Angela Hughes of Trips and Ships Luxury Travel, just returned from an 11-day safari experience in Tanzania, Africa with a stop at the breathtaking beaches of Zanzibar
While most people take months if not a year to plan a luxury safari, we knew we had to jump across the pond and get to the the Serengeti while the national parks were empty of tourist and the borders were open without covid testing as a requirement.
Two weeks later, we were on Qatar Airways out of a desolate JFK airport connecting in Qatar, Doha and touching down in Tanzania’s Mount Kilimanjaro airport.
Qatar Airways did a great job of keeping all of their fliers covid ready and safe providing plastic shields to guests and empty seats among them. Planes were flying at half the passenger capacity giving us plenty of room to stretch out and relax on the long over the water flight. Reaching Qatar was eye opening as many planes were coming and going from all of the world and people traveling as business as usual.
We arrived in Arusha to be met by Bernard Munyanziza of the luxury DMC, Nziza Hospitality. We were quickly transported to the Legendary Lodge in Arusha. Set on the lush tropical gardens of a working coffee farm just outside Arusha, the Legendary Lodge dazzles with their beautiful garden cottages with private verandas. We relaxed, rode bikes through the farm and enjoyed the food and spa massages on site.
A quick one hour air flight from Arusha to the dirt airstrip of Kogatende landed us in the Northern Serengeti with jeeps waiting and spare tires white labeled with my brand Trips & Ships Luxury Travel.
Many describe Tanzania as Africa’s visual masterpiece known for the “Big 5” made up of the lion, leopard, rhino, elephant and African buffalo.
One of our main goals of the trip was to witness the wildebeest crossing on the Mara River which is described as the great migration. The best times to see the migration are between December and March or between May and November. Our expert guide, Cloude, recognized the animal movement pattern and immediately took us over to crossing point on the Mara River where we we were able to observe what is called “The greatest show on earth’, the drama of the mass-movement of wildebeest and zebras making their way to the Ndutu Plains.
For two nights, we checked into the gorgeous Nimali Mara Camp, a small, intimate safari camp with only 10 tents. I soaked in a beautiful, copper tub with windows open, overlooking the savannah. The camp fits naturally into its surroundings amongst the trees and boulders over looking the Serengti with an infinity pool set within a natural cave. I woke up to giraffes and zebras roaming in front of my room. I appreciated the energy-efficient lighting and solar power that the hotel used as well as the sustainable materials keeping the environment eco-friendly.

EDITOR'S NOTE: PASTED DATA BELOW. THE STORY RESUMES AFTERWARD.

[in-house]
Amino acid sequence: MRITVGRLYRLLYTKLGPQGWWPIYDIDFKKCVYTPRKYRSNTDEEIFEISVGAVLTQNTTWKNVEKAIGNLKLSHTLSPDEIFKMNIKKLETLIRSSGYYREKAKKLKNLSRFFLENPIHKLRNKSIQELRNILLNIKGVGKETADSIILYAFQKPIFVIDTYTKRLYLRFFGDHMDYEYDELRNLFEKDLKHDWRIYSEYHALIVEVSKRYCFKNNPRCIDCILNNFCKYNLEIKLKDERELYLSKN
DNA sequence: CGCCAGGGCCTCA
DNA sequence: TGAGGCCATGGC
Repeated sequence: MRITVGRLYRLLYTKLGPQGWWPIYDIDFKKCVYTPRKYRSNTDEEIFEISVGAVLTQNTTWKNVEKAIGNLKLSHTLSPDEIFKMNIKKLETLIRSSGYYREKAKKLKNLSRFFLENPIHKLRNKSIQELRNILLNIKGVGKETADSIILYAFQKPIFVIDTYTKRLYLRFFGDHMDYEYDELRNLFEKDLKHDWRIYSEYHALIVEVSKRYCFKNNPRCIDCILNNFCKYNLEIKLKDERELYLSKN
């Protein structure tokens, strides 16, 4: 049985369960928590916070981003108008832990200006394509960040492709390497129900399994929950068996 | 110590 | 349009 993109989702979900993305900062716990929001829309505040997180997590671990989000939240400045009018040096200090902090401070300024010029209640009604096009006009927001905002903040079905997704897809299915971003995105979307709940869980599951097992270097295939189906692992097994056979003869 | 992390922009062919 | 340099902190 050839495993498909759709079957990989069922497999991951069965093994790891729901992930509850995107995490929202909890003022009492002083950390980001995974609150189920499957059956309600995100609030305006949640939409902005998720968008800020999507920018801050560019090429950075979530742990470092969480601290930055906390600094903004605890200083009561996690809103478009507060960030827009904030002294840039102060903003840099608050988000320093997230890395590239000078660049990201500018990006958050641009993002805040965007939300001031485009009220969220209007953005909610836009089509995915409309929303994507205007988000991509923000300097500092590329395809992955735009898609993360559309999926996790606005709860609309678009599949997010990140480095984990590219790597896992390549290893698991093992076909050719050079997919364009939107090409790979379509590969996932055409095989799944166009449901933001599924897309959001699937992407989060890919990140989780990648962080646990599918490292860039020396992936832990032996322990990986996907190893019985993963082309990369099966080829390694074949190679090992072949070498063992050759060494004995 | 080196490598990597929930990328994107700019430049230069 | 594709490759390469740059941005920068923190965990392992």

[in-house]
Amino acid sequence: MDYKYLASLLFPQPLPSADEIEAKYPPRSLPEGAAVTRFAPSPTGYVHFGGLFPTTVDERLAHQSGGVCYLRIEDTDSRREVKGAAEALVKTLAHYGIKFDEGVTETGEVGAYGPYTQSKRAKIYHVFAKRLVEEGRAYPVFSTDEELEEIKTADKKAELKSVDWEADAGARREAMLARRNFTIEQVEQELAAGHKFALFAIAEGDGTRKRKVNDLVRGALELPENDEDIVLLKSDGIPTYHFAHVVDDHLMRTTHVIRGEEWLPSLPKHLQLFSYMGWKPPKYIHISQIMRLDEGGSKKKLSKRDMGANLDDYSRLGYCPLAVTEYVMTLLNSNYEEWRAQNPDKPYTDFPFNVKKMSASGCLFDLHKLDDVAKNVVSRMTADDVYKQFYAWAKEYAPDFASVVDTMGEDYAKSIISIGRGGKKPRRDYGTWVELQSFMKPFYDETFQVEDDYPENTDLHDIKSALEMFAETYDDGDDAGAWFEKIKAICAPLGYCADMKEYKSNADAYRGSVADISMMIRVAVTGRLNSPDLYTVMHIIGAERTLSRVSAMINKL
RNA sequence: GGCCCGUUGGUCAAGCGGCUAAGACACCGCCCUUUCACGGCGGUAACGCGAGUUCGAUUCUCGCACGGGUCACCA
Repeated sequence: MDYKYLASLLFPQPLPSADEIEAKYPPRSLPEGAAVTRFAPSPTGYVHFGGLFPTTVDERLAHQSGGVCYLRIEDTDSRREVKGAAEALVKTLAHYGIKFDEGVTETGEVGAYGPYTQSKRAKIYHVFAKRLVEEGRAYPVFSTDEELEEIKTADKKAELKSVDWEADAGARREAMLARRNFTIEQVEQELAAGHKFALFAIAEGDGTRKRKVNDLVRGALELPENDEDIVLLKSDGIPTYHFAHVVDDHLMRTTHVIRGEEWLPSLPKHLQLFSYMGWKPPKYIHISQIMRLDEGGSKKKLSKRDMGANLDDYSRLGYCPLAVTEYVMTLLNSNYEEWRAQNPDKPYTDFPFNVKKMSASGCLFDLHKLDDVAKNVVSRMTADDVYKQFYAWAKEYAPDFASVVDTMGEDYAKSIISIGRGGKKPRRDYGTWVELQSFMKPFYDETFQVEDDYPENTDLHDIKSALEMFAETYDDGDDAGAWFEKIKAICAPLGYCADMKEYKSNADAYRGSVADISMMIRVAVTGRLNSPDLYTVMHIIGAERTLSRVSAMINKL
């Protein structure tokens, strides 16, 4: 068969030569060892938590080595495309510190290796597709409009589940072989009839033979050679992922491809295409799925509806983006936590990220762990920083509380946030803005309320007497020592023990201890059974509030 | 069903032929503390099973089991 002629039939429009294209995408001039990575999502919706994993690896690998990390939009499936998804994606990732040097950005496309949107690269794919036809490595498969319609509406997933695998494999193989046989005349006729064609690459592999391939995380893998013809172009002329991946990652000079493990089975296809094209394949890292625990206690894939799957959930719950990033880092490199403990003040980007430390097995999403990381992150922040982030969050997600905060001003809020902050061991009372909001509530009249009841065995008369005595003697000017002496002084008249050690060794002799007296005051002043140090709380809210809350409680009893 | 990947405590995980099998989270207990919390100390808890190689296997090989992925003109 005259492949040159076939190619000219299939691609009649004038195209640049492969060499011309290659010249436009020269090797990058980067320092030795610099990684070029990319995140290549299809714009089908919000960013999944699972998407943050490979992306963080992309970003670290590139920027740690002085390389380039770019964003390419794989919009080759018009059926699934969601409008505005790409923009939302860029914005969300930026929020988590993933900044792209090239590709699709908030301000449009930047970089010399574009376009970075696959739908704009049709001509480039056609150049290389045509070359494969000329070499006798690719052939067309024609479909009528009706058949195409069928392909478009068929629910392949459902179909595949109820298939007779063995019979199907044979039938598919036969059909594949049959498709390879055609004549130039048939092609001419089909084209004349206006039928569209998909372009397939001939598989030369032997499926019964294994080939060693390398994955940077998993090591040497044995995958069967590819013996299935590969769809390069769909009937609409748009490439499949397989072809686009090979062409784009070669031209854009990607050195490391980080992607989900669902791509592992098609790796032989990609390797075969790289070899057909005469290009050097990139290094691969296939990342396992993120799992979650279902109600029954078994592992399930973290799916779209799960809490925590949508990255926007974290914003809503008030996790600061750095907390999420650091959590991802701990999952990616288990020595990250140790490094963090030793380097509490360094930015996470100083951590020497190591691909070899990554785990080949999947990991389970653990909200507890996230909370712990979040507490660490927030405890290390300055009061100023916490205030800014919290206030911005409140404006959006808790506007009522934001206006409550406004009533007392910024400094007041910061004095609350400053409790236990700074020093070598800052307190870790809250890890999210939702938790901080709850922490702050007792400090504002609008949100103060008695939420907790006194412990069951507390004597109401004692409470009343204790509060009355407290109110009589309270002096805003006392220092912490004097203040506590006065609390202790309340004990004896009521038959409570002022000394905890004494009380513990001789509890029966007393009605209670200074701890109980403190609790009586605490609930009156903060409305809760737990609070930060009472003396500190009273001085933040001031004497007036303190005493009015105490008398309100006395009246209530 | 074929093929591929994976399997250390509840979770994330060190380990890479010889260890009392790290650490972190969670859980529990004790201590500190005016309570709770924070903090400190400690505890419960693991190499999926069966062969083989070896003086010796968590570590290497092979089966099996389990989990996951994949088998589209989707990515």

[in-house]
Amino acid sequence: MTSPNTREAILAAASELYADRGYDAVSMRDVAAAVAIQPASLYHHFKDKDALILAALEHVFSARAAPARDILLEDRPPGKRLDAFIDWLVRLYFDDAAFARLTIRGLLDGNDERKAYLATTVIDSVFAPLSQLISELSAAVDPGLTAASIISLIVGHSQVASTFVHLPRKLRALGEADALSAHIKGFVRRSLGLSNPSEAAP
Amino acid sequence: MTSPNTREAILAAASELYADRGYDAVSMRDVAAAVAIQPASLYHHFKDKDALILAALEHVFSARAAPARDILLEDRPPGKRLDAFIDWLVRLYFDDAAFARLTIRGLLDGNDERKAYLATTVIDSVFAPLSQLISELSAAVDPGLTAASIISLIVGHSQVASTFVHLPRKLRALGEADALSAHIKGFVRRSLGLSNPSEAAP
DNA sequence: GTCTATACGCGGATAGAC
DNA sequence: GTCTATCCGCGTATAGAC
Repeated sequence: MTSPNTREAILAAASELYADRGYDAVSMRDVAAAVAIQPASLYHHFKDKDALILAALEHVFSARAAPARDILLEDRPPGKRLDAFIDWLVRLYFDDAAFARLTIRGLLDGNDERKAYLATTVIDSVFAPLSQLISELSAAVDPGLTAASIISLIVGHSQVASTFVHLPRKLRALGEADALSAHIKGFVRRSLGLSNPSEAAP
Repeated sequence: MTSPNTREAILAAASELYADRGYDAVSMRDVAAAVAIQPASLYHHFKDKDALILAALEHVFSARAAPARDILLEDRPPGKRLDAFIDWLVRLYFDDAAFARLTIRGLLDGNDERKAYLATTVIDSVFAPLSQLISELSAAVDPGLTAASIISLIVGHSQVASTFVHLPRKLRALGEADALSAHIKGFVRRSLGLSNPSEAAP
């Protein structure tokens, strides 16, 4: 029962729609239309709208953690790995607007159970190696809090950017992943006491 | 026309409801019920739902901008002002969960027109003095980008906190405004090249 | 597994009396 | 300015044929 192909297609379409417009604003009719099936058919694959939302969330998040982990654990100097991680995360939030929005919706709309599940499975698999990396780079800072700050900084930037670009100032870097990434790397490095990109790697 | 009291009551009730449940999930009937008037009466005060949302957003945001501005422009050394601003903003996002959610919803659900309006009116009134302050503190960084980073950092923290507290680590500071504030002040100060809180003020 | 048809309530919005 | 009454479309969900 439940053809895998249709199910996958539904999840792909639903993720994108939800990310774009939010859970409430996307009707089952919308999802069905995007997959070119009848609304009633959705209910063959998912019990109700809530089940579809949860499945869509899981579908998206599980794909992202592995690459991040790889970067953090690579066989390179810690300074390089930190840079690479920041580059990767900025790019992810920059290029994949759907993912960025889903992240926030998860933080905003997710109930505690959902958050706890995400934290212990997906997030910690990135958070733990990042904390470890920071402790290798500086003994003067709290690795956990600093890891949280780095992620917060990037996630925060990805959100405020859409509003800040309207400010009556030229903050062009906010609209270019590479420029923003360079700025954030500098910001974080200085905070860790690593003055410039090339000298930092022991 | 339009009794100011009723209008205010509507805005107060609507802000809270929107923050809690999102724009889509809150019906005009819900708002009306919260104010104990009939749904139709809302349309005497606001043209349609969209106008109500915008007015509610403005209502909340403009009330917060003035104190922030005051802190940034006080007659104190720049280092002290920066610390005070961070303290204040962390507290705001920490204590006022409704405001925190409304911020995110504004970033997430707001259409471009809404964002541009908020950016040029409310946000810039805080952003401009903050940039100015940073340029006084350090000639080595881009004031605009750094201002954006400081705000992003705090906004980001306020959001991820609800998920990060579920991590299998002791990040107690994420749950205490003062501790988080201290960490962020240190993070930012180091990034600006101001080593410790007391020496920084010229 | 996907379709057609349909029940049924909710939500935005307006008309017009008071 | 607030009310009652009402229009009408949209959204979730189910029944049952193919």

Next, we moved to the Nyumbani Camp, a luxury camp in the central Serengeti where we searched for big lions and cats for two days. We tracked lion, leopard, elephant and buffalo who share the the park with cheetah, Thomson’s and Grant’s gazelle, topi, eland, waterbuck, hyena, baboon, impala, African wild dog and giraffe to name a few.
On the fringe of the park is the Ngorongoro Crater where searched unsuccessfully for the near extinct Rhino. We stayed on the outer slopes of the crater at the luscious, tropical Gibb’s Farm founded in the 1920s as a coffee plantation.
Our next two days were spent at the Sanctuary Swala located in a secluded area of Tarangire National Park where we continued to view elephants and birds in flight.
My takeaways- 1. Don’t overthink traveling abroad! The economic impact that even one group of tourists can bring to an area is significant for families around the world who are in dire need. 2. Now is the perfect time to travel with cleaner than ever planes & accommodations. 3. Getting outside of our “own bubble” helps restore our vision of humanity and why tourism matters!